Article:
The second is a matter of bottom-up vs. top-down engineering. The initialism “FML” developed from the “F My Life” phrase, which itself developed as a catch-all term for things that people actually say. Know Your Meme has a clip from “Superbad” where the phrase is uttered, but precursors like “fuck me” or “why me?” and the like are easy to find. Ultimately, “FML” developed naturally out of things people actually say, and moreover, a feeling people actually have. It’s a very natural, bottom-up development of a new term.

Trying to redefine the initialism is a top-down attempt at imposing control. It’s trying to impose a new meaning over something that developed naturally, which puts it in several difficult positions. For one, it’s awkward: “Fuck my life” is a full sentence, “feeling much love” is a verb phrase, and a weirdly-concocted one at that. Unlike “fuck my life,” “feeling much love” is not something you’re likely to hear someone say. “FML” developed as a general term for a lot of other phrases describing the same thing; even if people are “feeling much love,” it’s not something they routinely say. It’s certainly not something that’s likely to accompany pithy, amusing stories–more likely cloying, sappy ones. In any case, the number of people trying to impose this change, almost by definition, is much smaller than the number of people who defined and popularized the term in the first place. Even with the term’s fall from memetic prominence, this campaign is farting against a strong wind.

Then there’s the matter of how one would accomplish this. If it’s just “let’s start a Facebook group and get everyone on-board,” then it’s a symbolic exercise at best, with almost no chance whatsoever of enacting actual change. But let’s assume that the thirty-odd members of the group are a little more gung-ho about this change. One of them writes a blog post about their big family reunion, and how five generations were represented, and everyone had a wonderful time and took a big picture and a great meal, FML. The average Internet reader is going to be understandably puzzled, and so might post a comment, asking “FML? That sounds great! Why would you say ‘fuck my life’?” To which the original poster will have to respond with something like, “no, I’m trying to change the meaning of ‘FML’ to ‘feeling much love’!” Which, again, is awkward and silly.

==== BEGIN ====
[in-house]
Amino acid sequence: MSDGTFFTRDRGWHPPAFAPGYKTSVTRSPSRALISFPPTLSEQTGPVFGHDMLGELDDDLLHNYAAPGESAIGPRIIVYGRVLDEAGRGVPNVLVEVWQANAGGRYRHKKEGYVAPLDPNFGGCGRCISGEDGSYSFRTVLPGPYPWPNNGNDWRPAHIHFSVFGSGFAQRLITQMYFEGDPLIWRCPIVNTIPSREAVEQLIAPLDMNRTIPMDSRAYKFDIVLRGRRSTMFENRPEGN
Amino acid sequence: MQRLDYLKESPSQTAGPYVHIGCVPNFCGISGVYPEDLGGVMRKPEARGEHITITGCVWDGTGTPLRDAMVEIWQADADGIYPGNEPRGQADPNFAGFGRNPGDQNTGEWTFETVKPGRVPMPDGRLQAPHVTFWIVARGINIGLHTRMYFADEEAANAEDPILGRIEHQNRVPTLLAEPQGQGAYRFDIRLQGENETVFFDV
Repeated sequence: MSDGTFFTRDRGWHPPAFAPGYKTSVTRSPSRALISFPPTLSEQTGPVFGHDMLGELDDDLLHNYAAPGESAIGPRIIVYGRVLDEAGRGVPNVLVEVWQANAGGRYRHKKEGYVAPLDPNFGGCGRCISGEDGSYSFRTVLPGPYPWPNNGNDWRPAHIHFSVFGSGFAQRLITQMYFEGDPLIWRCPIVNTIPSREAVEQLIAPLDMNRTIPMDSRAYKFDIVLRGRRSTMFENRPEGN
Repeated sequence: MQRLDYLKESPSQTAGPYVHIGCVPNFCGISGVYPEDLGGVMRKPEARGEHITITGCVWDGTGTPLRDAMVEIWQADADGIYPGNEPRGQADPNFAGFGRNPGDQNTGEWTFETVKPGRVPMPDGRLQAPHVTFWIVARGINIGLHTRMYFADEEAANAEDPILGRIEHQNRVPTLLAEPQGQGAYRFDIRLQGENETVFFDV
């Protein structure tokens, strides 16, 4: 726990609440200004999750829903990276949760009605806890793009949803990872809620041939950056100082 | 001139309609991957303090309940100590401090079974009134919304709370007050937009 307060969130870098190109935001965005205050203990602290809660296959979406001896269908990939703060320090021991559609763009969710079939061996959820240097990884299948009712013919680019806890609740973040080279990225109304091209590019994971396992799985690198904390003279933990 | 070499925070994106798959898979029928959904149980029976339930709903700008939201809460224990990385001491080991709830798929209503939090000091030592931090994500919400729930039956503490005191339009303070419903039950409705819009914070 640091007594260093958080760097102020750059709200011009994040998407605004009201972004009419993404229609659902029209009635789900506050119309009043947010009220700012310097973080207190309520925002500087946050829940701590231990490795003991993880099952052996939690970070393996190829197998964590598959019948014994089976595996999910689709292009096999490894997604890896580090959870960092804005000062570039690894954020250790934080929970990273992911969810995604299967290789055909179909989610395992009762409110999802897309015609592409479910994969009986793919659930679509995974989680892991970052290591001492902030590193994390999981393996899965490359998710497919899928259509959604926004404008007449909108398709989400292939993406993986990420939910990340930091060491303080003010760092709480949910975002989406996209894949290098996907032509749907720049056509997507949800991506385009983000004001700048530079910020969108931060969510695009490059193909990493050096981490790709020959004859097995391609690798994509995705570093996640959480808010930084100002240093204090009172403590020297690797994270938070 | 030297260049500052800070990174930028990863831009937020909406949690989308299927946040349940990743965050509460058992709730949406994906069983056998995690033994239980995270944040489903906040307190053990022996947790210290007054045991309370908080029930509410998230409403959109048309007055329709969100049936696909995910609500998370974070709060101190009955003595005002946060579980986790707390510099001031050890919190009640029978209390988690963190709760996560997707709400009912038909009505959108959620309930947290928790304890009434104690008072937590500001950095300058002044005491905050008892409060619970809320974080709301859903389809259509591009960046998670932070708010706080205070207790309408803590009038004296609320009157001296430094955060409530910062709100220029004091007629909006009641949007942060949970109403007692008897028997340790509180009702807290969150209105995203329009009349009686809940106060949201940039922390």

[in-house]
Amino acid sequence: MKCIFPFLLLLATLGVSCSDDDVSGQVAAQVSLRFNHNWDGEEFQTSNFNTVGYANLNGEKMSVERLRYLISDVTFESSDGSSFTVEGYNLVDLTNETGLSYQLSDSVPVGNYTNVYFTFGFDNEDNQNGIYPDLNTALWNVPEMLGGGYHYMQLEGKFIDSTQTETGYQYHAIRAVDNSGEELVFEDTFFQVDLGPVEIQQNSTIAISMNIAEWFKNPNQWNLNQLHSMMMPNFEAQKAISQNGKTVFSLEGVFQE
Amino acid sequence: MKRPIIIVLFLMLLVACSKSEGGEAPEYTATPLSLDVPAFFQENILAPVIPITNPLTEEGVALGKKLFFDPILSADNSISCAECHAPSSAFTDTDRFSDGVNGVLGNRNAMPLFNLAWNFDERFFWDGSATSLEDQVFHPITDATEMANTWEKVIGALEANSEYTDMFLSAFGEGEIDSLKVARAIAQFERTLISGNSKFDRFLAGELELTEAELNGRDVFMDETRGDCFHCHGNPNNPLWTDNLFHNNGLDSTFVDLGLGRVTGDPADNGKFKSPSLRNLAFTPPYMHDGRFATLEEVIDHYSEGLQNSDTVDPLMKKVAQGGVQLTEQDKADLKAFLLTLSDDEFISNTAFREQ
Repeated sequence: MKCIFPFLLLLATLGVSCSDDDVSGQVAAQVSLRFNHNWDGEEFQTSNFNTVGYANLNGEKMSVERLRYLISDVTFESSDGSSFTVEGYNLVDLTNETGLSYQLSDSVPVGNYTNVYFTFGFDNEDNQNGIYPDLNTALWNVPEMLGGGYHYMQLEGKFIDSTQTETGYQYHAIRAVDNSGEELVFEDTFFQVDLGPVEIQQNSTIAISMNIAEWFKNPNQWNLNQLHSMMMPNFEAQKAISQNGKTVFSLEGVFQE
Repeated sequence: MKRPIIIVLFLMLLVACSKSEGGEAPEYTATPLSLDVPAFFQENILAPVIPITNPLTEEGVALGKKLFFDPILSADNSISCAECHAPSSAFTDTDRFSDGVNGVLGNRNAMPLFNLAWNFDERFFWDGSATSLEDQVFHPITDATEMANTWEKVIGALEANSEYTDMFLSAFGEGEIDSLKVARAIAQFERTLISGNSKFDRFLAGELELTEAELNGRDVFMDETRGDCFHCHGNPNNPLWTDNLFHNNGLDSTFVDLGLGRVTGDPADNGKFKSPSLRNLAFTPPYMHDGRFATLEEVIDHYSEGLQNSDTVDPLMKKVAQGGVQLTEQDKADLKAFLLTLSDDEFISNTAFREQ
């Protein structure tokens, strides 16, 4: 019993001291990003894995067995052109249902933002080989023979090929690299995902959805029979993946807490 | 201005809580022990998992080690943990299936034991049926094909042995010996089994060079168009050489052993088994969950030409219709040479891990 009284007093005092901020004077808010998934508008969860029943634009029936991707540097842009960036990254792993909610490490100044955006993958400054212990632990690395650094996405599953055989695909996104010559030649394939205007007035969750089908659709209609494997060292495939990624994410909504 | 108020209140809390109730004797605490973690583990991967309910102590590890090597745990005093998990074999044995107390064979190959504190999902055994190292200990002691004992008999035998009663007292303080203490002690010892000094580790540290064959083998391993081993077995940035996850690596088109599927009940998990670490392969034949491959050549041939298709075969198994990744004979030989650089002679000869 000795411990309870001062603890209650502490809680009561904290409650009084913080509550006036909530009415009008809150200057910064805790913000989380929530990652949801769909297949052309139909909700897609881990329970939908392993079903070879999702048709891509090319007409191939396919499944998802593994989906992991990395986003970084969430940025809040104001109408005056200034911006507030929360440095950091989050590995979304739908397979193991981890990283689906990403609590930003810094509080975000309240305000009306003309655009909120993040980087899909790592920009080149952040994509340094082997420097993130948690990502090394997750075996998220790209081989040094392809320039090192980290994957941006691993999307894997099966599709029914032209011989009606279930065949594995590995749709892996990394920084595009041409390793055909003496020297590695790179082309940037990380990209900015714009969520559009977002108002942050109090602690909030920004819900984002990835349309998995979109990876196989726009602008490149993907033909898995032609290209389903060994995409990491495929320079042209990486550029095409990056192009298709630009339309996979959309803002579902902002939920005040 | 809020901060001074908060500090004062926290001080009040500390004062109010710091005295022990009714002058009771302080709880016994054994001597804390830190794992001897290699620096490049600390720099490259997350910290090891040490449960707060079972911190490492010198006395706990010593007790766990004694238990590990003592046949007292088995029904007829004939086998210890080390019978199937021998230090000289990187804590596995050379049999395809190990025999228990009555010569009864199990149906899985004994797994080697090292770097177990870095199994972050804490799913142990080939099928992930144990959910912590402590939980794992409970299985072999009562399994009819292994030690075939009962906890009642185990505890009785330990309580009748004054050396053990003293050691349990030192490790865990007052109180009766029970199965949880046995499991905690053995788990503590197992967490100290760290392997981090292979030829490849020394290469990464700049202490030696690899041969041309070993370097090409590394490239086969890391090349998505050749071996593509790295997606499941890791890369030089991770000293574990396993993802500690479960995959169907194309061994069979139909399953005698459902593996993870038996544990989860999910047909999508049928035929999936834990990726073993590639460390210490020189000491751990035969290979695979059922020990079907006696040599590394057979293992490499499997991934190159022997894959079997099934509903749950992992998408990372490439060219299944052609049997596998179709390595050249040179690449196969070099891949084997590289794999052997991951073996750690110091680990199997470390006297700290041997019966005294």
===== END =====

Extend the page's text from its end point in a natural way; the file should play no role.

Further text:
And it inverts the process. By the time “FML” became widely used, the phrase “Fuck/F my life” was enough of a part of the Internet lexicon that it became easy to figure out (or look up) what the term actually meant. The people waging this counter-campaign are not only working against the term’s loss of popularity and relevance, but also against the clear, understood meaning, and a wealth of links and pages and people who provide the common definition. Is it possible to fight such a trend? I suppose, in principle, but it’s not so much an uphill battle as a scaling-a-building battle.

Perhaps the biggest problem with all this is the motivation. Obviously the intentions are good, trying to get people to be more positive. But, you know, bad shit–and in the case of most of the “FMyLife” posts, embarrassing shit–happens, and we don’t have to be super-cheery about it. With many of the stories submitted to FMyLife, it would be a sign of distressing mental issues–or a severe case of sarcasm–to follow up with something cheery and sappy like “feeling much love.” And with many of the cases, it’s similarly inappropriate to follow them with “fuck my life,” but only because they’re really trivial shit (or obviously fabricated). Such a quality decay–everyone wants to participate, even if their lives are utterly mundane–is probably a contributing factor to the site’s precipitous slide down the Alexa rankings.

The point being, it’s okay to feel bad when bad shit happens. Trying to limit or change people’s language in such a way that they lose an expression for “well, that sucked” just means they’re going to abandon the mangled expression and invent a new one. Expressions of life sucking at the moment are as necessary and natural and legitimate as expressions of life being awesome. At least the FMyLife posts demonstrate a willingness to laugh at oneself, or to let others laugh at oneself, which (considering the Internet) is a surprisingly mature way to handle embarrassing and tragic situations. I think the “feeling much love” folks miss that bit of nuance; people posting on “FMyLife” and saying “FML” aren’t generally that down on life. They’re not all suicidally depressed people slitting their wrists on an electronic forum, they’re mostly people who tripped and faceplanted in front of everyone, and are joining in with the schadenfreude-colored laughter. That’s not really something that needs to be changed, specifically not changed in a way as to miss and negate the humor.

The suicidally depressed people are over at PostSecret.

Ch-ch-chain

As far as I know, there’s no video of the talk I gave last year at GenCon on the subject of Chain Letters and E-Mail Forwards. Thankfully, “Weird Al” Yankovic has kindly summarized it: